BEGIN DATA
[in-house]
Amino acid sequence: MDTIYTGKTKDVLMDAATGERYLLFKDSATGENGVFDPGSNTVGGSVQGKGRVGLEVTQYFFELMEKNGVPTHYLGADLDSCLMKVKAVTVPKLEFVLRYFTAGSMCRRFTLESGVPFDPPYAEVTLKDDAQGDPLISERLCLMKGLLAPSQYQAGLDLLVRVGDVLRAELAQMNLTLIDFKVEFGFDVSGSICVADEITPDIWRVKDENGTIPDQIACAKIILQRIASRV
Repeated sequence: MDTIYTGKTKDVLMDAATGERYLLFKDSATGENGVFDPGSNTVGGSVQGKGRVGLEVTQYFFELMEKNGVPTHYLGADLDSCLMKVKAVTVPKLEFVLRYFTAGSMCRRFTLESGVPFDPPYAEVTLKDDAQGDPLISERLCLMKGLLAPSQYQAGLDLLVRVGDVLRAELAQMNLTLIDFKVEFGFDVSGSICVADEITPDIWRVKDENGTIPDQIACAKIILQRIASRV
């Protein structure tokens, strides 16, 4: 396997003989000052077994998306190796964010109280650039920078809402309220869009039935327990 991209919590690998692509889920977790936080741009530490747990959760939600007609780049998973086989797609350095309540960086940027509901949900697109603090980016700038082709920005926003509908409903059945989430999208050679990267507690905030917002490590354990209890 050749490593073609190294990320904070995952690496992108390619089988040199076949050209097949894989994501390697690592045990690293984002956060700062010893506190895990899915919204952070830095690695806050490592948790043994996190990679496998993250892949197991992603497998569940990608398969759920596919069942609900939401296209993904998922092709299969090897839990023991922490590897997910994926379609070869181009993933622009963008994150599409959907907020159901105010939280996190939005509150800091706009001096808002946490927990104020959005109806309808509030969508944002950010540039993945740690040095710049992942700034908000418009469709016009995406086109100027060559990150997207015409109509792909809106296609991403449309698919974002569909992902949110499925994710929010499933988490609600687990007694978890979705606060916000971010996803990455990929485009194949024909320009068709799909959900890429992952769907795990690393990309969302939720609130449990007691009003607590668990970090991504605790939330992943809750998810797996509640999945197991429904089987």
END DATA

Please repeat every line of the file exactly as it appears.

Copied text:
[in-house]
Amino acid sequence: MDTIYTGKTKDVLMDAATGERYLLFKDSATGENGVFDPGSNTVGGSVQGKGRVGLEVTQYFFELMEKNGVPTHYLGADLDSCLMKVKAVTVPKLEFVLRYFTAGSMCRRFTLESGVPFDPPYAEVTLKDDAQGDPLISERLCLMKGLLAPSQYQAGLDLLVRVGDVLRAELAQMNLTLIDFKVEFGFDVSGSICVADEITPDIWRVKDENGTIPDQIACAKIILQRIASRV
Repeated sequence: MDTIYTGKTKDVLMDAATGERYLLFKDSATGENGVFDPGSNTVGGSVQGKGRVGLEVTQYFFELMEKNGVPTHYLGADLDSCLMKVKAVTVPKLEFVLRYFTAGSMCRRFTLESGVPFDPPYAEVTLKDDAQGDPLISERLCLMKGLLAPSQYQAGLDLLVRVGDVLRAELAQMNLTLIDFKVEFGFDVSGSICVADEITPDIWRVKDENGTIPDQIACAKIILQRIASRV
């Protein structure tokens, strides 16, 4: 396997003989000052077994998306190796964010109280650039920078809402309220869009039935327990 991209919590690998692509889920977790936080741009530490747990959760939600007609780049998973086989797609350095309540960086940027509901949900697109603090980016700038082709920005926003509908409903059945989430999208050679990267507690905030917002490590354990209890 050749490593073609190294990320904070995952690496992108390619089988040199076949050209097949894989994501390697690592045990690293984002956060700062010893506190895990899915919204952070830095690695806050490592948790043994996190990679496998993250892949197991992603497998569940990608398969759920596919069942609900939401296209993904998922092709299969090897839990023991922490590897997910994926379609070869181009993933622009963008994150599409959907907020159901105010939280996190939005509150800091706009001096808002946490927990104020959005109806309808509030969508944002950010540039993945740690040095710049992942700034908000418009469709016009995406086109100027060559990150997207015409109509792909809106296609991403449309698919974002569909992902949110499925994710929010499933988490609600687990007694978890979705606060916000971010996803990455990929485009194949024909320009068709799909959900890429992952769907795990690393990309969302939720609130449990007691009003607590668990970090991504605790939330992943809750998810797996509640999945197991429904089987």